It is not entirely true to say that progress has not been made on improving women’s rights in Morocco. Positive steps have been taken to amend the family law (the Moudawana). In urban areas these amendments have created a system for effectively dealing with the increased numbers of women filing domestic violence complaints within the court system. Article 336 of the Code of Criminal Procedure which previously only allowed women to take civil action against their husbands with prior authorisation from the court was also changed, now granting women equal access to the legal system.

In 2003, ammendements were made to the penal code to allow for heavier penalties on a spouse who inflicts harm upon the other spouse. Moreover, health care workers are now authorised to waive professional confidentiality agreements in cases of gender-based violence and to report such incidents to the appropriate authorities.

Morocco has also taken unprecedented steps in the country’s history to help eradicate discrimination against women and to improve gender equality by ratifying international instruments of human rights. The country is party to several international rights agreements including the International Covenant on Civil and Political Rights (ICCPR) and the Convention on the Elimination of All Forms of Discrimination Against Women (CEDAW).

These are all encouraging steps forward in Morocco’s path to protecting women against violence and to preserving their rights. However, in order for their implementation to be effective, they need to be enforced in tandem with national legislation. By ratifying these international instruments, Morocco has committed to preventing discrimination against women and to assuring gender parity with regards to human rights. However, despite these international commitments, shortcomings in the status of women’s legal rights in Morocco still prevail.

A common discrepancy between implementation and international commitments, for example, is with the minimum age for marriage and Article 2 of the CEDAW which urges state parties to refrain from engaging in any act or practice of discrimination against women and to ensure that public authorities and institutions conform to this obligation.

Though Moroccan law sets the minimum age for marriage at 18 for both males and females, judges often waive this requirement at their own discretion, allowing female minors to get married. The laws are bent because culturally speaking, girls tend to marry far older men and are often married when they are under 18. This does not absolve Morocco of its responsibility to the stipulations of CEDAW and the need to comply with international standards.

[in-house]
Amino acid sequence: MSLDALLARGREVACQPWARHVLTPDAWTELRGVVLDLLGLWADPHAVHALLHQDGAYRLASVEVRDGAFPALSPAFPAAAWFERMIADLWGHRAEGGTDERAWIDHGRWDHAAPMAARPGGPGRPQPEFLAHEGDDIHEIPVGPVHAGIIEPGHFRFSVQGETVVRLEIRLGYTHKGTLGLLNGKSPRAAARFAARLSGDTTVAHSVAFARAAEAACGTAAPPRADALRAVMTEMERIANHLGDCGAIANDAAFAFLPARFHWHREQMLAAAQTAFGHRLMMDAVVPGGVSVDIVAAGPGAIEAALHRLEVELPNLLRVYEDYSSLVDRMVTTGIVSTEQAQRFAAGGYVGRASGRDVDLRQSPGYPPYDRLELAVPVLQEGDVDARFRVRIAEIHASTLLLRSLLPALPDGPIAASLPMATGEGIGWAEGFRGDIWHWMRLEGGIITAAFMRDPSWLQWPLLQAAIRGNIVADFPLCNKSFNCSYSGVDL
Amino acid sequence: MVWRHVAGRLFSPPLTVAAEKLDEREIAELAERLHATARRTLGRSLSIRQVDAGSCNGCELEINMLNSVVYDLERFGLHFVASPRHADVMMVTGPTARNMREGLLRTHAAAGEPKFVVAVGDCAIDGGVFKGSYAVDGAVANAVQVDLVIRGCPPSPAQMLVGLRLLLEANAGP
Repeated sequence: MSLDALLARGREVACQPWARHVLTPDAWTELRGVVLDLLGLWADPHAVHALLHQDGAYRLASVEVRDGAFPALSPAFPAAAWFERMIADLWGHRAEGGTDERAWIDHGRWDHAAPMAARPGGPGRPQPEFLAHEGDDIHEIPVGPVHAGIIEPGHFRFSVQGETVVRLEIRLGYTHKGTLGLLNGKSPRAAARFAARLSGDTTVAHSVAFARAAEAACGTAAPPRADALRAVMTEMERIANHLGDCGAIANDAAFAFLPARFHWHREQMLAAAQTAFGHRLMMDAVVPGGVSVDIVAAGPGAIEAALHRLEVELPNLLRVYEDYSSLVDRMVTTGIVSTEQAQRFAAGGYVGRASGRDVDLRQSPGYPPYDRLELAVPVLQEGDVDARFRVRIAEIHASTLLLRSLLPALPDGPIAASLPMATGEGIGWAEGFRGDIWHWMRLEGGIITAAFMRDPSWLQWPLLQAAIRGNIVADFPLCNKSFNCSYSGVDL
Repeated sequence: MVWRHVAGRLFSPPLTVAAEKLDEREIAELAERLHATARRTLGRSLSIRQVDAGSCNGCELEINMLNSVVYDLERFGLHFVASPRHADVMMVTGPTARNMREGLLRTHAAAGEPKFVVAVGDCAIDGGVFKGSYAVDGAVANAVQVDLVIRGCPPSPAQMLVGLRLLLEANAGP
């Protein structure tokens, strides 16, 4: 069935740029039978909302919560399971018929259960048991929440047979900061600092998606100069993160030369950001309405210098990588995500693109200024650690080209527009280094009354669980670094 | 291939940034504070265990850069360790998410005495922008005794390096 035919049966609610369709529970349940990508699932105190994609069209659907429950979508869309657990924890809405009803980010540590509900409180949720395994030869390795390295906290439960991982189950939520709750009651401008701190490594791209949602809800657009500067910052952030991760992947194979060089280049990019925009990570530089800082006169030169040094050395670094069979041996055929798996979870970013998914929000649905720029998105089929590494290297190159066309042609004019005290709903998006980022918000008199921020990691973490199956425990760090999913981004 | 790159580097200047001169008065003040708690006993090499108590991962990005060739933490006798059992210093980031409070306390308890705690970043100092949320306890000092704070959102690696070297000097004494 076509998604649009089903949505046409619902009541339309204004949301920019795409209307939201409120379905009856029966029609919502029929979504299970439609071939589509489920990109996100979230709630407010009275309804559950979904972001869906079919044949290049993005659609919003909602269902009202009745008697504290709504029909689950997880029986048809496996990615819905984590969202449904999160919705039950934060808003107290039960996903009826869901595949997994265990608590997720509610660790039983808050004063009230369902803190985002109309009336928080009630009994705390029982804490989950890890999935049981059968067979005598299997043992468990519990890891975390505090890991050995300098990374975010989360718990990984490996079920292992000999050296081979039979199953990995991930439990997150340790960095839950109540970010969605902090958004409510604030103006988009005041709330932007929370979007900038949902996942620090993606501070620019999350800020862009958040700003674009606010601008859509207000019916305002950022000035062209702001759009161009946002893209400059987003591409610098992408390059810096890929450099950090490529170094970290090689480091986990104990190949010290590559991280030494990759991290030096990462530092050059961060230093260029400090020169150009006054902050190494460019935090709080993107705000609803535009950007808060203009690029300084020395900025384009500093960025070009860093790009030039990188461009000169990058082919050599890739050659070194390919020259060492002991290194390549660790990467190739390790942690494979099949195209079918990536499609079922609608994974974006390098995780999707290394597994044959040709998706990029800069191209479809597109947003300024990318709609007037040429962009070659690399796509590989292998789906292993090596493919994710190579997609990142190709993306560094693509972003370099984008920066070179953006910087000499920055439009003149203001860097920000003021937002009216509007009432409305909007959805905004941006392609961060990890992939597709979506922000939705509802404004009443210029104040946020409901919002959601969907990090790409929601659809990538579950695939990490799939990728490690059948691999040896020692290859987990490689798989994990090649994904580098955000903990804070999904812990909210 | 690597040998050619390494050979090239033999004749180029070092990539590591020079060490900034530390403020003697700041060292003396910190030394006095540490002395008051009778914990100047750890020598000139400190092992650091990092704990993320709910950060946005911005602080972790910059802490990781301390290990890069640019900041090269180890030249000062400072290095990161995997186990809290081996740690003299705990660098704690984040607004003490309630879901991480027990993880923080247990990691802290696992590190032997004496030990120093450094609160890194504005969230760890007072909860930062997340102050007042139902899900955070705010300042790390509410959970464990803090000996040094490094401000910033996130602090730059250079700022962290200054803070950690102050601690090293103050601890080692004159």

Today, the advances Morocco has achieved since the millennium have contributed largely to improving many human development indicators, especially for women. The journey to protect Morocco’s women is on the right track, but it is far from over. It remains one of the many examples of how societies in the Middle East and North Africa are increasingly grappling with balancing tradition and the human imperative of making society more just for women.

Leila Hanafi is a Moroccan-American international lawyer, and policy expert from Georgetown University, George Washington University, and American University, Washington DC, USA. Ms. Hanafi is the founder and chief lawyer at the international law firm and think-thank ARPA, the Alliance for Rule of Law Promotion & Alternative Dispute Resolution, in Washington DC, USA.

Sarah Alaoui is an independent writer currently based in Washington D.C. Her work focuses primarily on North Africa.

Interview with Leila Hanafi on How the Moroccan Diaspora is Pioneering Rule of Law Reform

March 02, 2014 By: Sarah Category: Press

Reinventing the Rules” interviews Leila Hanafi on how the Moroccan Diaspora is pioneering rule of law reform:

Interview with Leila Hanafi on How the Moroccan Diaspora is Pioneering Rule of Law Reform

If you don’t know by now, there are two things I’m passionate about promoting more of in the rule of law sector. The first is more youth-focused efforts and the other is increasing the role of Diaspora’s in this field. The Moroccan Diaspora has been active on both fronts! In 2011, Morocco took the unprecedented step of providing their Diaspora with guaranteed rights under their new constitution. The Diaspora is now pioneering the first round of virtual consultations around the world to receive feedback from Moroccan civil society organizations working abroad on just how they can become involved in rule of law efforts in Morocco. To learn more, scroll below to read my interview with Leila Hanafi, an appointee to the Moroccan commission on National Dialogue on Constitutional Reform.

Can you talk a little about how you’ve mobilized the Diaspora to participate in this process?

This is a landmark initiative in Morocco to use technology to engage with the Moroccan diaspora abroad. Although this consultative process also included physical consultations with the Diaspora in Europe, our Commission realized that it is not sufficient as the Moroccan Diaspora is dispersed across the world and not only concentrated in Europe. Here, it should be noted that Moroccan emigration evolved at an unprecedented pace starting from the 1960s. As a result, today Moroccans living abroad represent around 10% of the total population of the country (over 3.6 millions), and constitute the largest and most dispersed African immigrant population in Europe.

Can you also provide any background on the type of civil society organizations that have been involved in the consultations?